Engagement and Retention
This randomized trial will measure the effectiveness of providing incentives as a strategy for increasing the frequency of desired behaviors such as adherence to medications to achieve long-term behavior change in the form of sustained virologic suppression. This study is aimed at finding novel and effective means of diagnosing HIV in people with substance use issues and improving antiretroviral uptake and adherence in hard-to-reach populations.
Illicit drug users represent extremely vulnerable populations and include a disproportionate number of women, sex trade workers, ethnic minorities, street involved persons and the homeless. Recent research suggests that the rate of HIV prevalence in BC’s lower mainland drug using population ranges from 25% to 30%. Illicit drug users often face challenging circumstances that present serious barriers to seeking out and receiving adequate health care. The study researchers consider it critical to focus on HIV care for drug users and other hard-to-reach populations, to both reduce rates of HIV related deaths and to decrease HIV transmission.
The study has two stages. Participants in first stage of the study are not required to take any medications and will only be asked to take an HIV test and related blood tests and complete a questionnaire. Researchers will collect clinical, socio-demographic and behavioural data. Half of the participants in this stage will be randomly selected to receive $10 for taking the tests and $15 for returning to get the results to evaluate whether testing behaviour can be altered by providing associated incentives.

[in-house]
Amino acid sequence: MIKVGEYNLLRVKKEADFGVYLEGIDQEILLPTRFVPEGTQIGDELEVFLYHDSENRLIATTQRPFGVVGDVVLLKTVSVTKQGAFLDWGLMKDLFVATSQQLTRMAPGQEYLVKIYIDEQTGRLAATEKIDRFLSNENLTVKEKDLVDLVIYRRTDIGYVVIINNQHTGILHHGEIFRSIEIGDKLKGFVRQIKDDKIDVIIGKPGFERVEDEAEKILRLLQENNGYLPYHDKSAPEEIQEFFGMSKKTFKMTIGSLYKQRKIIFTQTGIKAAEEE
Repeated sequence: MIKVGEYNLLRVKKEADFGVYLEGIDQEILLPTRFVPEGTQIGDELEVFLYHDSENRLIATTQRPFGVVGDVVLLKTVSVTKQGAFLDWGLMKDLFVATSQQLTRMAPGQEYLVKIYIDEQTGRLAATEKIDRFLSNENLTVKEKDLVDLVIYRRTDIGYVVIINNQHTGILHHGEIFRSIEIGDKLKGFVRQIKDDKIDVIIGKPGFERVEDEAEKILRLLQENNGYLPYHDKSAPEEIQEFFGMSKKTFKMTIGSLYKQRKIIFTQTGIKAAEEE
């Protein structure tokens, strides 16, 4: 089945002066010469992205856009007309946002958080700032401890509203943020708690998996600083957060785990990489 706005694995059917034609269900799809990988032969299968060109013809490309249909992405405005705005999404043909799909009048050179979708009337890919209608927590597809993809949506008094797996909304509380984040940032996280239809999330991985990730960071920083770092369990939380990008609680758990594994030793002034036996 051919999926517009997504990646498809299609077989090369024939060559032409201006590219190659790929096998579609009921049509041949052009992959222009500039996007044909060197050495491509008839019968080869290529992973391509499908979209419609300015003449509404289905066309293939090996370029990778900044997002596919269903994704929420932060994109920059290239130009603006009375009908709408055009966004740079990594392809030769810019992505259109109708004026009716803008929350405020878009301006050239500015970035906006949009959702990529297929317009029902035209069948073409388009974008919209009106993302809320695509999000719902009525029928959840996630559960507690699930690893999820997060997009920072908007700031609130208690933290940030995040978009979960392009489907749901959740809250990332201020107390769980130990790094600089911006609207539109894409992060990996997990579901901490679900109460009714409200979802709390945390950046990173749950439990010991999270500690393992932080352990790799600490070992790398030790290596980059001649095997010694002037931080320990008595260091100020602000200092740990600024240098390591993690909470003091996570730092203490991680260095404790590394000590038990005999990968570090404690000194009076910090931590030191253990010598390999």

The next stage of the study will be open to HIV positive drug users considered ready for antiretroviral therapy. Participants will be randomly assigned to one of two groups. Both groups will receive the same standard health care and basic compensation for participation, however one group will receive additional incentives linked to achieving clinical outcomes. The incentive schedule will escalate up to $25 linked initially to clinic visits and subsequently linked to treatment results, with the opportunity for additional incentives, if participants are able to effectively suppress HIV viral load.
Participants will be asked to complete interviews, questionnaires, urine and blood tests. For the first visit, before antiretroviral therapy is started, a urine test and 70mL of blood will be drawn. Once HIV treatment has started, blood samples will be collected every four weeks for standard laboratory tests including HIV viral load (the amount of virus in the blood), CD4 cell counts (white blood cells that are affected by HIV), and a complete blood count (liver and kidney functions). The amount of blood drawn at each visit (after the first visit) will be about 20mL. Participants will also be asked to provide urine samples every three months to check kidney functions and drug use.
Eligibility for phase I of the study:
Eligibility criteria for phase II of the study:
Main exclusion criteria for phase I:
Main exclusion criteria for phase II:
f you would like more information on this clinical study, please refer to a participating site.
Kelowna, Kamloops, Vernon, Salmon Arm